American Heart Association warns of “crushing”economic burden
February 17, 2017
A new study,by the American Heart Association (AHA), projects that if left unchecked, cardiovascular disease (CVD) will place a crushing burden on the nation’s financial and health care systems affecting 131.2 million Americans -- 45 percent of the total U.S. population – and costing $1.1 trillion.
A Mediterranean diet rich in virgin olive oil may enhance the cardioprotective benefits of high-density lipoproteins (HDL—the “good” cholesterol) compared to other diets, according to new research in the American Heart Association’s (AHA) journal Circulation.
More than $41 billion a year in Medicare costs could be saved if all beneficiaries achieved ideal levels for five to seven heart-healthy habits to reduce cardiovascular risk, according to new research in Journal of the American Heart Association, the Open Access Journal of the American Heart Association (AHA)/American Stroke Association.
The number of adults living with heart failure increased from about 5.7 million (2009-2012) to about 6.5 million (2011-2014), according to the American Heart Association’s (AHA) 2017 Heart Disease and Stroke Statistics Update.
Based on the latest statistics, the number of people diagnosed with heart failure, which means the heart is too weak to pump blood throughout the body, is projected to rise by 46 percent by 2030, resulting in more than 8 million people adults with heart failure.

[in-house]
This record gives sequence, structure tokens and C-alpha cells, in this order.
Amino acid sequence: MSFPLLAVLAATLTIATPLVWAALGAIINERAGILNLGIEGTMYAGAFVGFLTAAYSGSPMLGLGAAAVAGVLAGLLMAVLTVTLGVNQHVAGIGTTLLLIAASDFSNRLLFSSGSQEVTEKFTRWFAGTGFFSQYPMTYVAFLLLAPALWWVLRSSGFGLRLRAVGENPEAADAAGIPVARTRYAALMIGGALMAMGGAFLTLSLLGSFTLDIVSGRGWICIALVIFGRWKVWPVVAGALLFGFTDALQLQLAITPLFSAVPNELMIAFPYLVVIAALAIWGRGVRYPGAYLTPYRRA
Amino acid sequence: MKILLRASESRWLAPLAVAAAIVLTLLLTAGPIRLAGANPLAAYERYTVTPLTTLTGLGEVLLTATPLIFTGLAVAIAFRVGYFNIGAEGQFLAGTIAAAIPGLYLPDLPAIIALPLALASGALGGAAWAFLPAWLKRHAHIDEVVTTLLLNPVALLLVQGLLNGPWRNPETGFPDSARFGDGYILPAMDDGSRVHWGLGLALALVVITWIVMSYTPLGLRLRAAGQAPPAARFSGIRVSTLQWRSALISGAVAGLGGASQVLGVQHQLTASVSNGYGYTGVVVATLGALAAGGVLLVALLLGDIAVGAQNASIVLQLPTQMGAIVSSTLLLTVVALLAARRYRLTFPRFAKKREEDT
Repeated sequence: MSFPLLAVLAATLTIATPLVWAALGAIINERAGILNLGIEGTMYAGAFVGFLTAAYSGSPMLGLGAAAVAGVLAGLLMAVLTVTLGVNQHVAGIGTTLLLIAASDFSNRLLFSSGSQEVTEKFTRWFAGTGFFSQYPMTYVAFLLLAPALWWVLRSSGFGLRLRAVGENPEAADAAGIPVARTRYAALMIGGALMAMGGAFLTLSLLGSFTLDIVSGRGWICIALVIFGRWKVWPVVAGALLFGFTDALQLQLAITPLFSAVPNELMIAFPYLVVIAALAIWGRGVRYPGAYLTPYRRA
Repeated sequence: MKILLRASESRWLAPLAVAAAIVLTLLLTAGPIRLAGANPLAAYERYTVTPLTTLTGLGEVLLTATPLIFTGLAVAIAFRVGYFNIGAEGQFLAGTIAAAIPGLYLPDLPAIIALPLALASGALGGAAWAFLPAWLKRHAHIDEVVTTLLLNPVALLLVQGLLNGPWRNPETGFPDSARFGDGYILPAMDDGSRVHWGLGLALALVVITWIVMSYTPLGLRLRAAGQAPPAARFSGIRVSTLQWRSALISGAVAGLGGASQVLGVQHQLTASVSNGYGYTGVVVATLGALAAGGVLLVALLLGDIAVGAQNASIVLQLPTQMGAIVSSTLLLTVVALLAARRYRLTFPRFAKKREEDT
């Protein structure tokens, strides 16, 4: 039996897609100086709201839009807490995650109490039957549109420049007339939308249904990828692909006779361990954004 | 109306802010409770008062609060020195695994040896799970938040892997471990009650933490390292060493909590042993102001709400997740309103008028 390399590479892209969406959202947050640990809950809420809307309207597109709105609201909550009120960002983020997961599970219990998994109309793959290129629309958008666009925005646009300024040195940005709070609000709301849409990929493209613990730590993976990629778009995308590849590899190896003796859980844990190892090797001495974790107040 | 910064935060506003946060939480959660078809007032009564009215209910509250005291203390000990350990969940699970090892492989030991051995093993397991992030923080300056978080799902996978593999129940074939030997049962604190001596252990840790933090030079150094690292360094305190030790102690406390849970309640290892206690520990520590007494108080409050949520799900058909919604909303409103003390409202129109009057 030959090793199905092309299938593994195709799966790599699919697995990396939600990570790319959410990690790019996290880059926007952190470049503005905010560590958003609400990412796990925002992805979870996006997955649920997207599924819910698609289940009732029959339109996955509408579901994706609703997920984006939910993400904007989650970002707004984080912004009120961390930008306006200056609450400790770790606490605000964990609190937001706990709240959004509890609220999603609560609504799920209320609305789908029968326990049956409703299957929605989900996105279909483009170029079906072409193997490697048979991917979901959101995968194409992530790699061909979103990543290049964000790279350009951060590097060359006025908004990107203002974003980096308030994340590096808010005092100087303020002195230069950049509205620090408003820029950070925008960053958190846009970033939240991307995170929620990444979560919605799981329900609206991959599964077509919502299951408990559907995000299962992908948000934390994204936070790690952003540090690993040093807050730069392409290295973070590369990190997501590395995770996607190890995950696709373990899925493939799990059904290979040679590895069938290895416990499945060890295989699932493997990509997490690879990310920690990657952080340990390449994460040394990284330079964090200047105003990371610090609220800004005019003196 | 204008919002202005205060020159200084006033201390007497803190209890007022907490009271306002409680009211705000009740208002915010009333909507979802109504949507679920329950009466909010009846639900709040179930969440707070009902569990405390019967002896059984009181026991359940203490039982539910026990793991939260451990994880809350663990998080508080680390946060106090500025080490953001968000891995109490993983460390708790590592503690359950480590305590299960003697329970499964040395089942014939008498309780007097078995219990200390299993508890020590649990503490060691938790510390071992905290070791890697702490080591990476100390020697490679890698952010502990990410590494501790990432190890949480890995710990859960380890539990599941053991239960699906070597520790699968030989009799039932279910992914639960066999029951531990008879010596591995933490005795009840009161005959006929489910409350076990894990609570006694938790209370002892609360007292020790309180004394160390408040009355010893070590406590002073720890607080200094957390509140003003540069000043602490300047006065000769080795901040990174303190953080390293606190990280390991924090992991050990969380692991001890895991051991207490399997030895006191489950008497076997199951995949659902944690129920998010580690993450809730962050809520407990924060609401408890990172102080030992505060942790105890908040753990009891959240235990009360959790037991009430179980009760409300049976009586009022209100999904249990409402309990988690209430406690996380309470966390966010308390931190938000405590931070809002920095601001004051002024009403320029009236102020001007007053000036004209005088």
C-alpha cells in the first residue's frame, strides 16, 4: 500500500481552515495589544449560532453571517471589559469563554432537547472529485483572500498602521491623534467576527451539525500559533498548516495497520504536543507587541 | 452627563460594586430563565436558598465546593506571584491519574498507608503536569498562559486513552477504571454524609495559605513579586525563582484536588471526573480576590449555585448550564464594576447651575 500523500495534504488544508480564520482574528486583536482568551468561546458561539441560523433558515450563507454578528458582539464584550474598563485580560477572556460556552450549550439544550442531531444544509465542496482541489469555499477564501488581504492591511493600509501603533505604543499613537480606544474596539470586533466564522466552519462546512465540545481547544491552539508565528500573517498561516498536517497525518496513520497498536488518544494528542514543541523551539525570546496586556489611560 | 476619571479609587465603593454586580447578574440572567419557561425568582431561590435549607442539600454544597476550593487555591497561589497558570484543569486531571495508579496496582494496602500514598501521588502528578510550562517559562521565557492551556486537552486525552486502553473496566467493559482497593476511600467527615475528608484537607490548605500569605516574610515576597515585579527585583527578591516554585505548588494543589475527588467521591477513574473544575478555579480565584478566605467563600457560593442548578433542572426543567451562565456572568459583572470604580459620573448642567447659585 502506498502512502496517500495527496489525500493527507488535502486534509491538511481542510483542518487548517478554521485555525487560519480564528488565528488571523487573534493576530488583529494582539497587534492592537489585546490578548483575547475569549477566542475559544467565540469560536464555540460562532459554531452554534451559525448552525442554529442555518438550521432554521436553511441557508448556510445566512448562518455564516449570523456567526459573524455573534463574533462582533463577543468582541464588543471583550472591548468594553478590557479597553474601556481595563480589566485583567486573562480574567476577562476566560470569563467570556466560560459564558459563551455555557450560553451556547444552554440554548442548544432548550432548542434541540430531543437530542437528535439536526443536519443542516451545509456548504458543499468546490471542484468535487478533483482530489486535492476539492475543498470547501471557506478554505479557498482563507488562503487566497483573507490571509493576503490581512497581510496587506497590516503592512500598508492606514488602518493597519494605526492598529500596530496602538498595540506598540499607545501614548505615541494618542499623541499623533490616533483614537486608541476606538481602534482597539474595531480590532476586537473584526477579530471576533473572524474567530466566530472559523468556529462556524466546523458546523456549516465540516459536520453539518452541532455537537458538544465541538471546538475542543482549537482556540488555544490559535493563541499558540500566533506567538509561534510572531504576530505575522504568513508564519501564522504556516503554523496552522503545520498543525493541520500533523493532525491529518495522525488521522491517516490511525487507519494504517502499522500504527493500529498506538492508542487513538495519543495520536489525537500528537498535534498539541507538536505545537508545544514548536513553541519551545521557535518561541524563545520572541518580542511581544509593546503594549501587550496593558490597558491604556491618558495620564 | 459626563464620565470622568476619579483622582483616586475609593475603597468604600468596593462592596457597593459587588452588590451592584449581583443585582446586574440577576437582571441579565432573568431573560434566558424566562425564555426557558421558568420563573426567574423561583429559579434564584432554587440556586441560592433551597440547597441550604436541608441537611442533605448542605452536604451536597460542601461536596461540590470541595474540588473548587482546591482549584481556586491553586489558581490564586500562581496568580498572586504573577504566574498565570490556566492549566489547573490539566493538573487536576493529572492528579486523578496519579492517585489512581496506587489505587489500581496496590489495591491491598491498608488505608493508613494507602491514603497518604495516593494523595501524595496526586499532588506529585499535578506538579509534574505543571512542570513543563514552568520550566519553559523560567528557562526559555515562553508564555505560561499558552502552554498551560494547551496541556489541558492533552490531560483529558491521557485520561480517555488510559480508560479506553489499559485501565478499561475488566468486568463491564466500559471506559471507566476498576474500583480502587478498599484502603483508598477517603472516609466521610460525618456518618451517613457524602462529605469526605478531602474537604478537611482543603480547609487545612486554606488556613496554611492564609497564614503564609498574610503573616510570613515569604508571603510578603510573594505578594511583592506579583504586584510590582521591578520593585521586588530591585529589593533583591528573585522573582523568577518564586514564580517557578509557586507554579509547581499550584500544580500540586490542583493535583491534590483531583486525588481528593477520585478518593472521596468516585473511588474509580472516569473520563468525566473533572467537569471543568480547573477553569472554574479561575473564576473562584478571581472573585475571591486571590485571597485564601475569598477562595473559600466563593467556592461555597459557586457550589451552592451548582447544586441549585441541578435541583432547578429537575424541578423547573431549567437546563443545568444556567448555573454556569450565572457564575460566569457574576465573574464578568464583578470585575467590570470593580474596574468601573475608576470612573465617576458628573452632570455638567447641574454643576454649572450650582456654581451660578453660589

The American Heart Association (AHA) is cheering the USDA’s recent memo detailing the next phase of lowering the sodium content of school menus. The memo, which was sent to those responsible for administering school meal programs, provides detailed information about how to meet target two of the Healthy Hunger-Free Kids Act of 2010, a final rule published by the U.S. Department of Agriculture’s Food and Nutrition Service (FNS) intended to improve the health of America’s school children.
Heart-related deaths spike during Christmas, but the effect may have nothing to do with the cold winter season, according to new research in Journal of the American Heart Association, the Open Access Journal of the American Heart Association/American Stroke Association.
If your New Year’s resolutions include eating healthier meals, the American Heart Association (AHA) has a new resource for you.
The AHA has created an online recipe hub where you can find more than 350 heart-healthy recipes, along with nutritional information, and more than 100 short videos that highlight cooking techniques, hacks and tips.
A new report from the American College of Cardiology and The American Heart Association identifies ten ways to help health care providers, policy makers and patients prevent sudden cardiac death which results from sudden cardiac arrest.
The American Heart Association (AHA) says the evidence is clear: added sugars are a detriment to heart and brain health, sugary drinks are the top single source of added sugars in the American diet and children are consuming ten times the amount of sugary drinks recommended.
Bariatric surgery and other treatments that cause substantial weight loss can significantly reduce the risk of heart failure in obese patients, according to preliminary research presented at the American Heart Association’s Scientific Sessions 2016.